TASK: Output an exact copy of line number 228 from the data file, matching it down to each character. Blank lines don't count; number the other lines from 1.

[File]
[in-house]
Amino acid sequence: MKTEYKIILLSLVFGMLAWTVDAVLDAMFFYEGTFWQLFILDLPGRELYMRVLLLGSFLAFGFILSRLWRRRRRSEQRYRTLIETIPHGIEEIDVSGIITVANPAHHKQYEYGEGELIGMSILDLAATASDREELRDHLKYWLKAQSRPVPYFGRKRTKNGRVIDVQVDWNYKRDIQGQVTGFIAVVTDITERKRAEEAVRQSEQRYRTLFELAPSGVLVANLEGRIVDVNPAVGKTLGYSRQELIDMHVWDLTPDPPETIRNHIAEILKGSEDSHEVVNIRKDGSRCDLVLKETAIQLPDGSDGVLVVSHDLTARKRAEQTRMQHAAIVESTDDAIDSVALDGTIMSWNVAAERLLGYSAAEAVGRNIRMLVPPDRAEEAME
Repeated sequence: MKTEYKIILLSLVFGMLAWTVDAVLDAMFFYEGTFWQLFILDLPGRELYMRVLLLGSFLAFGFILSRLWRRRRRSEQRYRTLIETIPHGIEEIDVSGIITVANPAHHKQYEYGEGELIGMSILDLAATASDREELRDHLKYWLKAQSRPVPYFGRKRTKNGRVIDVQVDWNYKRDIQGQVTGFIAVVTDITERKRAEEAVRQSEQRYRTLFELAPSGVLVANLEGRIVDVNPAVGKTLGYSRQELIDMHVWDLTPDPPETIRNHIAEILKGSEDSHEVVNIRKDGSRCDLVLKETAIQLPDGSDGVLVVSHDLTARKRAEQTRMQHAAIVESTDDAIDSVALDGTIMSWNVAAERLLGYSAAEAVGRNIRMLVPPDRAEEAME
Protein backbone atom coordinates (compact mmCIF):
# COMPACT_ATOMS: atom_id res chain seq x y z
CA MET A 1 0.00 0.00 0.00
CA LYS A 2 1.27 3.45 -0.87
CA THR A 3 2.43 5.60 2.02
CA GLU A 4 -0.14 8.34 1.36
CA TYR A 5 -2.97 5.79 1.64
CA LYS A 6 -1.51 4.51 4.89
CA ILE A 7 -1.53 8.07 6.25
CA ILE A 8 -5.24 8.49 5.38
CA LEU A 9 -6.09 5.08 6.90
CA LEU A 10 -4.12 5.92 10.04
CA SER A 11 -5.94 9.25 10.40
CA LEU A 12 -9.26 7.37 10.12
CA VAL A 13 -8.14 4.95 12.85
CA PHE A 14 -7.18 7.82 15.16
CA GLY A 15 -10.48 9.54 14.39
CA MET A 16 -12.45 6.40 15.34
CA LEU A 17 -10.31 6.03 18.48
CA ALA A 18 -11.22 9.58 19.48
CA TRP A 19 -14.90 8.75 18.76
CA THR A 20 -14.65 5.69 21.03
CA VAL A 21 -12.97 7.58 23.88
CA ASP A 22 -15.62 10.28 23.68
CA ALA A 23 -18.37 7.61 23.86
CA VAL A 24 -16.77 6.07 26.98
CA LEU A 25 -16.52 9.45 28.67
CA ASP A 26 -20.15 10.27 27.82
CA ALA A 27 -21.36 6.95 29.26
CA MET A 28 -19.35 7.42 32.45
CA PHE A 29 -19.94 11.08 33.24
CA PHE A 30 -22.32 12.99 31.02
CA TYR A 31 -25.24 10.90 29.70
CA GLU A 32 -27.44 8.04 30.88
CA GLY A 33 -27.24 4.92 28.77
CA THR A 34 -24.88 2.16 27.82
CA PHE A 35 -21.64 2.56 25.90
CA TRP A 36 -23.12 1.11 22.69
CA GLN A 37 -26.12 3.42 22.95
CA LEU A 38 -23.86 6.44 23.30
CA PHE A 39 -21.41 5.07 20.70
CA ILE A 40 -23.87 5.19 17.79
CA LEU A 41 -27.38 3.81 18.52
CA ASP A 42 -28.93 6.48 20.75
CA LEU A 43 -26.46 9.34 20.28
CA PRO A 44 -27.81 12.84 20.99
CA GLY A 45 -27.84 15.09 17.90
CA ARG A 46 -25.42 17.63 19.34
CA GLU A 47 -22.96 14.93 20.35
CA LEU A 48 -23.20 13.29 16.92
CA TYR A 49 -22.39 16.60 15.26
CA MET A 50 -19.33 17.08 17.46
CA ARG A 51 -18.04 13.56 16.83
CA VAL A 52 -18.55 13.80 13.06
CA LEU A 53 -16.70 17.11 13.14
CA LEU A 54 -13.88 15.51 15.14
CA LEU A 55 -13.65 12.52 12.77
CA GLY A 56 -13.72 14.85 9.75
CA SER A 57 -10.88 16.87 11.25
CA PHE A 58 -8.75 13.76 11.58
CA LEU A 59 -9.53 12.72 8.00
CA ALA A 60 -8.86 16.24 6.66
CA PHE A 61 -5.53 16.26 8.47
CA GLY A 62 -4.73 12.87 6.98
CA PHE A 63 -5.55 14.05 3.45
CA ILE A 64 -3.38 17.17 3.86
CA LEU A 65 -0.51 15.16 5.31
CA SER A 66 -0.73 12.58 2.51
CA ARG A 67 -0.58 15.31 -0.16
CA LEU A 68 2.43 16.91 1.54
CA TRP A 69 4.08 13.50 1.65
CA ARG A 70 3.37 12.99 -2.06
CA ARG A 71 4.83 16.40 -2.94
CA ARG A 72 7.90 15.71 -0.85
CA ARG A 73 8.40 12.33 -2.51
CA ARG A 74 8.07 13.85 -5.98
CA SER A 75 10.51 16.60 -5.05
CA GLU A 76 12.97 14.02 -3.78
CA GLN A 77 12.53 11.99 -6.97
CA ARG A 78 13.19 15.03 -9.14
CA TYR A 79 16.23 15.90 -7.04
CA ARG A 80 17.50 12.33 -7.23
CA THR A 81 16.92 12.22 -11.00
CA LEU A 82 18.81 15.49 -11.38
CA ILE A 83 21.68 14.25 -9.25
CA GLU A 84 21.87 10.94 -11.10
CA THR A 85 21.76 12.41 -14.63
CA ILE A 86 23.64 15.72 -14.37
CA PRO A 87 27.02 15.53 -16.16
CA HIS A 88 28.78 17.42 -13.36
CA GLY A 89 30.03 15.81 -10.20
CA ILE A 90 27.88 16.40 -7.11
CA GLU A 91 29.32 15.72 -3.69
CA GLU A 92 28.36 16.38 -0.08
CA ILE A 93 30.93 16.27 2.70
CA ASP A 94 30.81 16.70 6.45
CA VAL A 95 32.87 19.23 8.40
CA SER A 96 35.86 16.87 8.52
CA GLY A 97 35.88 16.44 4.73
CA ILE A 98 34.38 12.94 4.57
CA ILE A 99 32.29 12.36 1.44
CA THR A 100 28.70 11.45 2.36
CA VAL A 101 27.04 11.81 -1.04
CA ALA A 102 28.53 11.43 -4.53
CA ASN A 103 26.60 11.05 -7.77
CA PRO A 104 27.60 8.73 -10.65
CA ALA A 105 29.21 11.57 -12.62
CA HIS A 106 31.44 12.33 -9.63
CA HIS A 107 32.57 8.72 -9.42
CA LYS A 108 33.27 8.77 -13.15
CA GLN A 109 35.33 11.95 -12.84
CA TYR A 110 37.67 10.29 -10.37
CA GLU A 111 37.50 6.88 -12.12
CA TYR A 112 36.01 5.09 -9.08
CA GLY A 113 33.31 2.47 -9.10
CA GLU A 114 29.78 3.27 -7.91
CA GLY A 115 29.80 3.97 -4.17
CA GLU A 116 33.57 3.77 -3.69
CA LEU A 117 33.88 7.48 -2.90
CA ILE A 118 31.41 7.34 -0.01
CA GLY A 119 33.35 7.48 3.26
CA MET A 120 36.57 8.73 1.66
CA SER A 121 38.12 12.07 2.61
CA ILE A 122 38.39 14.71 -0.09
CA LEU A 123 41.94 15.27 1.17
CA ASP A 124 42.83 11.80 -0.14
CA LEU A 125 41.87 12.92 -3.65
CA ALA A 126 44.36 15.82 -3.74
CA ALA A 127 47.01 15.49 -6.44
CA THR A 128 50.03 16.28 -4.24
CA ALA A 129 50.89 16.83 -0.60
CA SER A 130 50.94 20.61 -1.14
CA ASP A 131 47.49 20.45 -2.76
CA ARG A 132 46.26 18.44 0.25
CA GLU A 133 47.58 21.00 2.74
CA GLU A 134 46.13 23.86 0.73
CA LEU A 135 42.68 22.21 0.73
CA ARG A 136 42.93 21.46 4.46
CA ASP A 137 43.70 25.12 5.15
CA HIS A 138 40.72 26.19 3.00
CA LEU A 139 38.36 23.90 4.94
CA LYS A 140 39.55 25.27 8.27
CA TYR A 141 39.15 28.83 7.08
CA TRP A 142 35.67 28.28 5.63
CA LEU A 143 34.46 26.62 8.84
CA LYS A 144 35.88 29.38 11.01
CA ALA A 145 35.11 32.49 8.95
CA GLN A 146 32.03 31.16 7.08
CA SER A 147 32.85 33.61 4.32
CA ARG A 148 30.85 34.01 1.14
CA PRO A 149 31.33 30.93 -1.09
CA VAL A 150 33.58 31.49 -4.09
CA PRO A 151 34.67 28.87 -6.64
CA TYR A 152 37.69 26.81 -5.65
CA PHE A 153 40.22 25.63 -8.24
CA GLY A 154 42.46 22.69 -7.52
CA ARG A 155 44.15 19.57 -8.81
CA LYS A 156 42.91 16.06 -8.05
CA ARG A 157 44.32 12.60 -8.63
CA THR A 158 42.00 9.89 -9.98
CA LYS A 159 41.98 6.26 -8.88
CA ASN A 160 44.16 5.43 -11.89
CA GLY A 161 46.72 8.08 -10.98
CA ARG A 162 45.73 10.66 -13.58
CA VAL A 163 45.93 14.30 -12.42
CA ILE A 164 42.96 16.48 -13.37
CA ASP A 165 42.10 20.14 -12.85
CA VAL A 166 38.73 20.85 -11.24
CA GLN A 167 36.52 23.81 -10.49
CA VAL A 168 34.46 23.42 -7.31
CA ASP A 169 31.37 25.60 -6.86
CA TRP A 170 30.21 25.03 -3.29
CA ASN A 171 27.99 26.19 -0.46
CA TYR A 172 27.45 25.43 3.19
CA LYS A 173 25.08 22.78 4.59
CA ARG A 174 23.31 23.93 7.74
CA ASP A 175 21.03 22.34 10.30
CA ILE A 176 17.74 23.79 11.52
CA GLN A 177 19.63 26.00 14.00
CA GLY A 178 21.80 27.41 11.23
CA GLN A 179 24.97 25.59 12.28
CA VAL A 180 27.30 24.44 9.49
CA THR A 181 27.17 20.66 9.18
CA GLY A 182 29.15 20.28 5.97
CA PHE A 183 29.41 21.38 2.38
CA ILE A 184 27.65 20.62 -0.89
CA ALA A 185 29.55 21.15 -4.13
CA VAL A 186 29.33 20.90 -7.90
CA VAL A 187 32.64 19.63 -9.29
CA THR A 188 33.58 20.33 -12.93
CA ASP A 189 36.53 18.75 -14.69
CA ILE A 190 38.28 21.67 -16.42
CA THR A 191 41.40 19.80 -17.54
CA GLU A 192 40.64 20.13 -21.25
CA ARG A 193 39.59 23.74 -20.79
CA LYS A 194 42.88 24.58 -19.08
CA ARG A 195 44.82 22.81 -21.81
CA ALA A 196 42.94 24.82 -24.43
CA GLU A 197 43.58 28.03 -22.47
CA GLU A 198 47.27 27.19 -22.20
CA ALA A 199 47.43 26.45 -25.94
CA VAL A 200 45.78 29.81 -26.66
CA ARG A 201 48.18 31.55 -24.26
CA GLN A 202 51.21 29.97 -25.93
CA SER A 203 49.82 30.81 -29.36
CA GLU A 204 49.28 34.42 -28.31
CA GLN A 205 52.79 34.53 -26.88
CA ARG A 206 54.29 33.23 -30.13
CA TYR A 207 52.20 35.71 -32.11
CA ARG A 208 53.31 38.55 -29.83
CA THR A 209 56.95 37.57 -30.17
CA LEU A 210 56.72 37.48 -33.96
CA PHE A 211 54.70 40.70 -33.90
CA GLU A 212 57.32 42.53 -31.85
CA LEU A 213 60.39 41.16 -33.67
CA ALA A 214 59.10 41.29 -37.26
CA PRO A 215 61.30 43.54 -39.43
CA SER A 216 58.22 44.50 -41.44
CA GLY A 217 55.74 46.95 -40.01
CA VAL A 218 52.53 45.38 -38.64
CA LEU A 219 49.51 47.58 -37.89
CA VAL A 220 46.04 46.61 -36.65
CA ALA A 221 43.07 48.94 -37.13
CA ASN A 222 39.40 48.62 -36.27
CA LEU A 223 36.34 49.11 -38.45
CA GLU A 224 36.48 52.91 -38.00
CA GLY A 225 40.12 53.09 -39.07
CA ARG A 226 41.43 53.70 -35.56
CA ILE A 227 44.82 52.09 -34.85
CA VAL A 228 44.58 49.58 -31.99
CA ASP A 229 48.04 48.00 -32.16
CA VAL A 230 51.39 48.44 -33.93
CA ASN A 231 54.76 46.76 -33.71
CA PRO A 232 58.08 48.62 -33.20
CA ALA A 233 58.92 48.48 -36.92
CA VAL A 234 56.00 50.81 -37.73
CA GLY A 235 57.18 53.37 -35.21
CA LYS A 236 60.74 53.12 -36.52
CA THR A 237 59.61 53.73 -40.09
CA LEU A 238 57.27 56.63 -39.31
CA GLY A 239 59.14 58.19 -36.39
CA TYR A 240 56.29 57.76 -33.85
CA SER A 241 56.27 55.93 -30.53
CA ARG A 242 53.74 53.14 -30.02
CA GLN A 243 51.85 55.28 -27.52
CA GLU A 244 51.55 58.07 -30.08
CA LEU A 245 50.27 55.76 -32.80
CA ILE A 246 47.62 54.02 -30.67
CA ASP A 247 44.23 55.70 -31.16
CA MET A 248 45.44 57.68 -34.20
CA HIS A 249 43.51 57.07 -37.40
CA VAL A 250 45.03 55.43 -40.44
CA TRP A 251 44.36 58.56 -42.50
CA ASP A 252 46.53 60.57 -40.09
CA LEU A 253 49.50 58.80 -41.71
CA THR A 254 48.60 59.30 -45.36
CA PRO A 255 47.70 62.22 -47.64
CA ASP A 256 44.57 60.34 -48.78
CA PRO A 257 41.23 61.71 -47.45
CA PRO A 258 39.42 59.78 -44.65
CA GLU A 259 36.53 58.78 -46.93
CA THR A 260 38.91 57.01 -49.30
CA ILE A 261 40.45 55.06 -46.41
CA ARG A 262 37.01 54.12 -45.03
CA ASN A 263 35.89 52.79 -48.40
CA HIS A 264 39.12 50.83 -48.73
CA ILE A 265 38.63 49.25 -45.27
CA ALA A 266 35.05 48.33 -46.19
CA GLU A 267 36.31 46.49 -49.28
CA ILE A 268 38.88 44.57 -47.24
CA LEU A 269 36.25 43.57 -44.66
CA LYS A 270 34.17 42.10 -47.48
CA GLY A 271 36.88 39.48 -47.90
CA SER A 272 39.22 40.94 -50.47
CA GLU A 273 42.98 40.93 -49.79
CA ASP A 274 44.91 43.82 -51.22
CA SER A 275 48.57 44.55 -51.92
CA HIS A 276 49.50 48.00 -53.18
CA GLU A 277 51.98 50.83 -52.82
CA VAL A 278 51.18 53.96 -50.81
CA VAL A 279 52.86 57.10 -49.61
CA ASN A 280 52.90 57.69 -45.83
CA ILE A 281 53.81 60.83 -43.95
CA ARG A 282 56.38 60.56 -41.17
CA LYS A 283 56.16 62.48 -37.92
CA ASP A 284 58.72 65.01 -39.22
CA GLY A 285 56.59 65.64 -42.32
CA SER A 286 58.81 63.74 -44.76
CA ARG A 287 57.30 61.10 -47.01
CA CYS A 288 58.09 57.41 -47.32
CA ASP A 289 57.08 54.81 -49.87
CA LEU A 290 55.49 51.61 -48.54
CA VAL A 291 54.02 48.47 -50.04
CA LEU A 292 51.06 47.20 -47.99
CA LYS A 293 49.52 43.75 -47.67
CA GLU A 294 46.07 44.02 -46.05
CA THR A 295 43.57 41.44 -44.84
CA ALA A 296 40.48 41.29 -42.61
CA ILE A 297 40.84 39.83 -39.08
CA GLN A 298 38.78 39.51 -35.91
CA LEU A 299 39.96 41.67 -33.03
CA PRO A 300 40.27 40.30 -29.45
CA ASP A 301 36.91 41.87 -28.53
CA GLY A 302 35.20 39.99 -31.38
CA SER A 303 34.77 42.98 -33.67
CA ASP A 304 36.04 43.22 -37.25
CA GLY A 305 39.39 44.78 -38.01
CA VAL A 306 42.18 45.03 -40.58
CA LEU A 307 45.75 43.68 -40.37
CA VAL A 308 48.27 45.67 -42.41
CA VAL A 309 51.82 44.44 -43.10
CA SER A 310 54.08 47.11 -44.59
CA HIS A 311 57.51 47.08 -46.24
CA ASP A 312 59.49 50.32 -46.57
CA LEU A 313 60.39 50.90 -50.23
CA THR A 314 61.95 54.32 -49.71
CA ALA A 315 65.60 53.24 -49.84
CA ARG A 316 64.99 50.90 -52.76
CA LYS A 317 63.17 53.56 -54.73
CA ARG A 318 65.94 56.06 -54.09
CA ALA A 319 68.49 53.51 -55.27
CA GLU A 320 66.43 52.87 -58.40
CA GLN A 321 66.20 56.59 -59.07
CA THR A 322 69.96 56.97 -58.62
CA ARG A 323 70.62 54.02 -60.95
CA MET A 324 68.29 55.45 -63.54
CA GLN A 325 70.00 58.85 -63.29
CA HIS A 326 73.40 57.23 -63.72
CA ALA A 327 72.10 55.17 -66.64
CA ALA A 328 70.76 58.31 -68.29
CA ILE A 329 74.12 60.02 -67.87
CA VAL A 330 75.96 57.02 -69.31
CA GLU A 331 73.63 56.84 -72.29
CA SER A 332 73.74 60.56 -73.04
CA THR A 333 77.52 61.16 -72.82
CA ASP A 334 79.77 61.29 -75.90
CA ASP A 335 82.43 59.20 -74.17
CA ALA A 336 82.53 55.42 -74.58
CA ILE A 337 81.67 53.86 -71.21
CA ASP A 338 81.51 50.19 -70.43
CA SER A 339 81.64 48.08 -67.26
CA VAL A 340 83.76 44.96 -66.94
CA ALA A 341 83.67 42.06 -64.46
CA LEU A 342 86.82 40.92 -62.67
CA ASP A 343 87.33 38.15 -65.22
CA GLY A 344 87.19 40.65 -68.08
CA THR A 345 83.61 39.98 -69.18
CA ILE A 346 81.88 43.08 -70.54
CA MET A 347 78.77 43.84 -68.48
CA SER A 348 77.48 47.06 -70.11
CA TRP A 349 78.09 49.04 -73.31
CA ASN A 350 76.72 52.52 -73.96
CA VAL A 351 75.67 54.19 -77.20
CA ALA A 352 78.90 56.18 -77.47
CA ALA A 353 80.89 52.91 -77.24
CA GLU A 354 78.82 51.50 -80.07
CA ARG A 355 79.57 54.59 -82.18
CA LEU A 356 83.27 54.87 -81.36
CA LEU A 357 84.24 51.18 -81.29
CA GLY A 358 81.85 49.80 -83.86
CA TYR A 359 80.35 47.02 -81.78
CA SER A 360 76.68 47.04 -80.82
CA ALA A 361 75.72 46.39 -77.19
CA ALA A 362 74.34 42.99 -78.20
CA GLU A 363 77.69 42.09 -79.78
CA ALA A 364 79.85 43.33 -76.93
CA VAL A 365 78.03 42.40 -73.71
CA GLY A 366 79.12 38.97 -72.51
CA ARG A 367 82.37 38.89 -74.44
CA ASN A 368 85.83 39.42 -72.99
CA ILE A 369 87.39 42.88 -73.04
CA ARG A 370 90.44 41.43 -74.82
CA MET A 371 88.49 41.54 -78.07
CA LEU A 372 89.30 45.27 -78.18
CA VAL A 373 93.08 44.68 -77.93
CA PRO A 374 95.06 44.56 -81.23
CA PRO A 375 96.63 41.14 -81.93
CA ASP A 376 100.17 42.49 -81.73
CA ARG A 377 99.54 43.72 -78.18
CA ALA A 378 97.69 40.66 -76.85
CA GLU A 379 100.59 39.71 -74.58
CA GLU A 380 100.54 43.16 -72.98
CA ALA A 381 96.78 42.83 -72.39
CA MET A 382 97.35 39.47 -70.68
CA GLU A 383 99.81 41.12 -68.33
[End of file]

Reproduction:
CA LEU A 223 36.34 49.11 -38.45